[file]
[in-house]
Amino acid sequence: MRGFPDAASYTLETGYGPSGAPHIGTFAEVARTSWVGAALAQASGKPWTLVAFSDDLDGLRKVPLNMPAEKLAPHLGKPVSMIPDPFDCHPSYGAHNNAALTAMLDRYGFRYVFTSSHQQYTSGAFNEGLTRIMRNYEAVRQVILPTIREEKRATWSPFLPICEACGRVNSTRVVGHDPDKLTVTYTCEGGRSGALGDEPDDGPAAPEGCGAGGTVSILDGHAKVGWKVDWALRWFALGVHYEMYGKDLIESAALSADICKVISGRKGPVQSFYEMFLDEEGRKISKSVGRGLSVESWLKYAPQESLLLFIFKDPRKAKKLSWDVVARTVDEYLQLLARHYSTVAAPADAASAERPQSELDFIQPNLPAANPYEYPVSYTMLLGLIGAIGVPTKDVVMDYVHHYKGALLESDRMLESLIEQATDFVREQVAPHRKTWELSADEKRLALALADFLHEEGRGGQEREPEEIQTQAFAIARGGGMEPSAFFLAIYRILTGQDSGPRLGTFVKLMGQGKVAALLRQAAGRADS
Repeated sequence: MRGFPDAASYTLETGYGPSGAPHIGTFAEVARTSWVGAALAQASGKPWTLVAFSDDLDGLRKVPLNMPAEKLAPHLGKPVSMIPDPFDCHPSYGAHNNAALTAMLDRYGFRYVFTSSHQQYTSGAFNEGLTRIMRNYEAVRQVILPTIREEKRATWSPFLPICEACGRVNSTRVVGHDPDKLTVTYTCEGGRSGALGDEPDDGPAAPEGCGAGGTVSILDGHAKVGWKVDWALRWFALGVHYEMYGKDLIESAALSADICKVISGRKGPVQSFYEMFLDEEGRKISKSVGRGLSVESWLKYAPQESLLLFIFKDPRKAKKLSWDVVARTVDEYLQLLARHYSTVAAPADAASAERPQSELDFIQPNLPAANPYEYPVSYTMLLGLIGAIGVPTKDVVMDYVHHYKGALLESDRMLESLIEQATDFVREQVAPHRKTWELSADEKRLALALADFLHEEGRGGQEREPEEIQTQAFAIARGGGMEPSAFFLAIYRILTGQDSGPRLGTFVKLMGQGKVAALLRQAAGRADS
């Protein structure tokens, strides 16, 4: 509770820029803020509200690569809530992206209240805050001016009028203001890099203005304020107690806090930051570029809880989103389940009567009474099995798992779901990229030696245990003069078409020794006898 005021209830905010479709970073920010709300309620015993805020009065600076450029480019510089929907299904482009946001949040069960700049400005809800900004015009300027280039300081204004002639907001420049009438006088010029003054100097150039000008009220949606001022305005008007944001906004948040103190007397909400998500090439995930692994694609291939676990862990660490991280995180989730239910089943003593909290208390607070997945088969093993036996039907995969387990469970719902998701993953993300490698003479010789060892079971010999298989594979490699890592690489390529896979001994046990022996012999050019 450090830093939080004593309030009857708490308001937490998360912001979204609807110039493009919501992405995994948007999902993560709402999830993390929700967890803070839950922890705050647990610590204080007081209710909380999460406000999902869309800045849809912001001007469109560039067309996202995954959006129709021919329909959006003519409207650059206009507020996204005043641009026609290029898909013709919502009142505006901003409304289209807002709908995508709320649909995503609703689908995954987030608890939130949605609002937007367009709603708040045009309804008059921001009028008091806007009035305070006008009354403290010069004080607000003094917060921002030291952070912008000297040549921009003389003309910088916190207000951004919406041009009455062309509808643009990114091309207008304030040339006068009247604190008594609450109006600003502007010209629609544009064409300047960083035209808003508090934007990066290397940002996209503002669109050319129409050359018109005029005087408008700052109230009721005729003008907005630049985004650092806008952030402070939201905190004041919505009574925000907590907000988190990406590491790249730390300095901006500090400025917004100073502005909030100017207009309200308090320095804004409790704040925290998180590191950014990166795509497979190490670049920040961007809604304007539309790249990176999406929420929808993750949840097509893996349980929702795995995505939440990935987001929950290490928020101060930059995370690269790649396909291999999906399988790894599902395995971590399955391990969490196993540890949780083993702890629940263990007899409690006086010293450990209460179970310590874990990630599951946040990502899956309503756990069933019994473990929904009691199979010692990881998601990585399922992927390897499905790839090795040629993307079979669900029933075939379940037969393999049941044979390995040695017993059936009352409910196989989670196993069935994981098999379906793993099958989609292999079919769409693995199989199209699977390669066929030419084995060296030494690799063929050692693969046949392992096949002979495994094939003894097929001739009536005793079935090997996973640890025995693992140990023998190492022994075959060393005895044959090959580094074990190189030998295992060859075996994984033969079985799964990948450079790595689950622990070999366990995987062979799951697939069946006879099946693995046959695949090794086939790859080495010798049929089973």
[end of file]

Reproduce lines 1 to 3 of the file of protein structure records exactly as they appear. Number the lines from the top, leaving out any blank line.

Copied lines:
[in-house]
Amino acid sequence: MRGFPDAASYTLETGYGPSGAPHIGTFAEVARTSWVGAALAQASGKPWTLVAFSDDLDGLRKVPLNMPAEKLAPHLGKPVSMIPDPFDCHPSYGAHNNAALTAMLDRYGFRYVFTSSHQQYTSGAFNEGLTRIMRNYEAVRQVILPTIREEKRATWSPFLPICEACGRVNSTRVVGHDPDKLTVTYTCEGGRSGALGDEPDDGPAAPEGCGAGGTVSILDGHAKVGWKVDWALRWFALGVHYEMYGKDLIESAALSADICKVISGRKGPVQSFYEMFLDEEGRKISKSVGRGLSVESWLKYAPQESLLLFIFKDPRKAKKLSWDVVARTVDEYLQLLARHYSTVAAPADAASAERPQSELDFIQPNLPAANPYEYPVSYTMLLGLIGAIGVPTKDVVMDYVHHYKGALLESDRMLESLIEQATDFVREQVAPHRKTWELSADEKRLALALADFLHEEGRGGQEREPEEIQTQAFAIARGGGMEPSAFFLAIYRILTGQDSGPRLGTFVKLMGQGKVAALLRQAAGRADS
Repeated sequence: MRGFPDAASYTLETGYGPSGAPHIGTFAEVARTSWVGAALAQASGKPWTLVAFSDDLDGLRKVPLNMPAEKLAPHLGKPVSMIPDPFDCHPSYGAHNNAALTAMLDRYGFRYVFTSSHQQYTSGAFNEGLTRIMRNYEAVRQVILPTIREEKRATWSPFLPICEACGRVNSTRVVGHDPDKLTVTYTCEGGRSGALGDEPDDGPAAPEGCGAGGTVSILDGHAKVGWKVDWALRWFALGVHYEMYGKDLIESAALSADICKVISGRKGPVQSFYEMFLDEEGRKISKSVGRGLSVESWLKYAPQESLLLFIFKDPRKAKKLSWDVVARTVDEYLQLLARHYSTVAAPADAASAERPQSELDFIQPNLPAANPYEYPVSYTMLLGLIGAIGVPTKDVVMDYVHHYKGALLESDRMLESLIEQATDFVREQVAPHRKTWELSADEKRLALALADFLHEEGRGGQEREPEEIQTQAFAIARGGGMEPSAFFLAIYRILTGQDSGPRLGTFVKLMGQGKVAALLRQAAGRADS